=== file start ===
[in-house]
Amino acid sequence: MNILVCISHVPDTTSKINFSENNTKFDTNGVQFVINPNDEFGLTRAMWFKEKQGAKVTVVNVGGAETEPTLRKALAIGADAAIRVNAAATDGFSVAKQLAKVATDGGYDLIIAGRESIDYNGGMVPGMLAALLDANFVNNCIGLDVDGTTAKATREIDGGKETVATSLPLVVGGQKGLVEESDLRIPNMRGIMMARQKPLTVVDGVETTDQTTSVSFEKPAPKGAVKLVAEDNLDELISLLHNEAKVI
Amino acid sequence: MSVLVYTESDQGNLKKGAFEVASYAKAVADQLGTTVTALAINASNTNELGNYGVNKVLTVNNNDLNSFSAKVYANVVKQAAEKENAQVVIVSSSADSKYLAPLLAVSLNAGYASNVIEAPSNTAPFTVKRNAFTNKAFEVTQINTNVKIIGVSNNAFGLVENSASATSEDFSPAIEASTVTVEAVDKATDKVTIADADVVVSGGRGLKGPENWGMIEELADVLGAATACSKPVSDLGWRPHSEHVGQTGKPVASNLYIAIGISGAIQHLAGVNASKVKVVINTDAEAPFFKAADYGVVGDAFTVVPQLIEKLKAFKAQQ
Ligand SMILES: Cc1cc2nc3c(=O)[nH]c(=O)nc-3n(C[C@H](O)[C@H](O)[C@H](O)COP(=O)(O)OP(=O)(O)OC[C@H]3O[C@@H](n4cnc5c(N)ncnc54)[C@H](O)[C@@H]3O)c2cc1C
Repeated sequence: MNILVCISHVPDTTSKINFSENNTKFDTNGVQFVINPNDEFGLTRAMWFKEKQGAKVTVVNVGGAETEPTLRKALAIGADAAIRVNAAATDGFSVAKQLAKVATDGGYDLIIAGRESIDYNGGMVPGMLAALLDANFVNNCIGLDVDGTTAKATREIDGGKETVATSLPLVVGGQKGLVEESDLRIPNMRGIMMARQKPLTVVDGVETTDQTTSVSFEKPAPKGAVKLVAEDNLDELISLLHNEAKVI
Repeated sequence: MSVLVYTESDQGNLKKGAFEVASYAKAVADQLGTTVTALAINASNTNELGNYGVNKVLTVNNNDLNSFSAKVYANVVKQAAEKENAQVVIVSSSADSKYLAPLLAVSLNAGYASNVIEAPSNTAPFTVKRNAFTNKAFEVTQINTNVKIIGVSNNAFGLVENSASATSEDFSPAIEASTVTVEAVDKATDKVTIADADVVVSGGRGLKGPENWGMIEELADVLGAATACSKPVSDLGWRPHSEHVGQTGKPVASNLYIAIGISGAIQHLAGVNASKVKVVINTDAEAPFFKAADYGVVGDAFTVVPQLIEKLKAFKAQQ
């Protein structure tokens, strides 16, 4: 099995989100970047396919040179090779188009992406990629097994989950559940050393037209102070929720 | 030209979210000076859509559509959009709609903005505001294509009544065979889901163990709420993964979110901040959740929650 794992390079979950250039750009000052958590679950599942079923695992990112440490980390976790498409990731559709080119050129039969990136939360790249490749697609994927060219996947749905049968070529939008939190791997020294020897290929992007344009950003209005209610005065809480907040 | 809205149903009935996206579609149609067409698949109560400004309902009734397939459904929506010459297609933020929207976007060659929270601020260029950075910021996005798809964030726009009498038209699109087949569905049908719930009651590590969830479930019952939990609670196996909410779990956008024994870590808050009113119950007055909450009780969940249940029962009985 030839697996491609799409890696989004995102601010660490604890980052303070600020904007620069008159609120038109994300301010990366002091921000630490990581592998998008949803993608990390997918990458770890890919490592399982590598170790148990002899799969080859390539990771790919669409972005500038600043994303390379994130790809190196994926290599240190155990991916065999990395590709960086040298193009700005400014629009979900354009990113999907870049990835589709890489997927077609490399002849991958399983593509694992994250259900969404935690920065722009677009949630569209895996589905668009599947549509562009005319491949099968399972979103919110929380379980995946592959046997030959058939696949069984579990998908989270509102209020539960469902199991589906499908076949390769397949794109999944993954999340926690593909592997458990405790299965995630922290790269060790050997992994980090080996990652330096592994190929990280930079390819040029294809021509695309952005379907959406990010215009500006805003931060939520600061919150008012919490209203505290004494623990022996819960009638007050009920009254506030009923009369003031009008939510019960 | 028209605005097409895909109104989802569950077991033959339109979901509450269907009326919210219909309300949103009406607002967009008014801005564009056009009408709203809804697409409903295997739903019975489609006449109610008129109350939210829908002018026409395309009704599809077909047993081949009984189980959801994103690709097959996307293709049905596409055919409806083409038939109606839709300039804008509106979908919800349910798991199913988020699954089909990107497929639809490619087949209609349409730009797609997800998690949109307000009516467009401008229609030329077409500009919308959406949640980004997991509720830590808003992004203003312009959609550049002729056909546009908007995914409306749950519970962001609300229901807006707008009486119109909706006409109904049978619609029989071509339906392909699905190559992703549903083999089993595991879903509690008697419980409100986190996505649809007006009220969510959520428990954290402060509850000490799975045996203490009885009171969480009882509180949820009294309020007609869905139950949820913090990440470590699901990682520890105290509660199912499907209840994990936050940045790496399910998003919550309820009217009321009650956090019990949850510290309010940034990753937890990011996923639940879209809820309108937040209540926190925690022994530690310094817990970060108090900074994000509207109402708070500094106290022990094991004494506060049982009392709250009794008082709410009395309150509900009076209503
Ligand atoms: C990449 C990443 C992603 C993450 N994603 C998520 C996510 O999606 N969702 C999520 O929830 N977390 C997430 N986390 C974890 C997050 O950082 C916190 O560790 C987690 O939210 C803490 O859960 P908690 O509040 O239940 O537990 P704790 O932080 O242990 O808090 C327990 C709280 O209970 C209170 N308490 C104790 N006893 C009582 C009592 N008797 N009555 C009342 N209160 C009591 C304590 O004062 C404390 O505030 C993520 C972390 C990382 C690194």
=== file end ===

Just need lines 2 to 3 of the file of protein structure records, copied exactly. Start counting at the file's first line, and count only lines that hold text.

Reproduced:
Amino acid sequence: MNILVCISHVPDTTSKINFSENNTKFDTNGVQFVINPNDEFGLTRAMWFKEKQGAKVTVVNVGGAETEPTLRKALAIGADAAIRVNAAATDGFSVAKQLAKVATDGGYDLIIAGRESIDYNGGMVPGMLAALLDANFVNNCIGLDVDGTTAKATREIDGGKETVATSLPLVVGGQKGLVEESDLRIPNMRGIMMARQKPLTVVDGVETTDQTTSVSFEKPAPKGAVKLVAEDNLDELISLLHNEAKVI
Amino acid sequence: MSVLVYTESDQGNLKKGAFEVASYAKAVADQLGTTVTALAINASNTNELGNYGVNKVLTVNNNDLNSFSAKVYANVVKQAAEKENAQVVIVSSSADSKYLAPLLAVSLNAGYASNVIEAPSNTAPFTVKRNAFTNKAFEVTQINTNVKIIGVSNNAFGLVENSASATSEDFSPAIEASTVTVEAVDKATDKVTIADADVVVSGGRGLKGPENWGMIEELADVLGAATACSKPVSDLGWRPHSEHVGQTGKPVASNLYIAIGISGAIQHLAGVNASKVKVVINTDAEAPFFKAADYGVVGDAFTVVPQLIEKLKAFKAQQ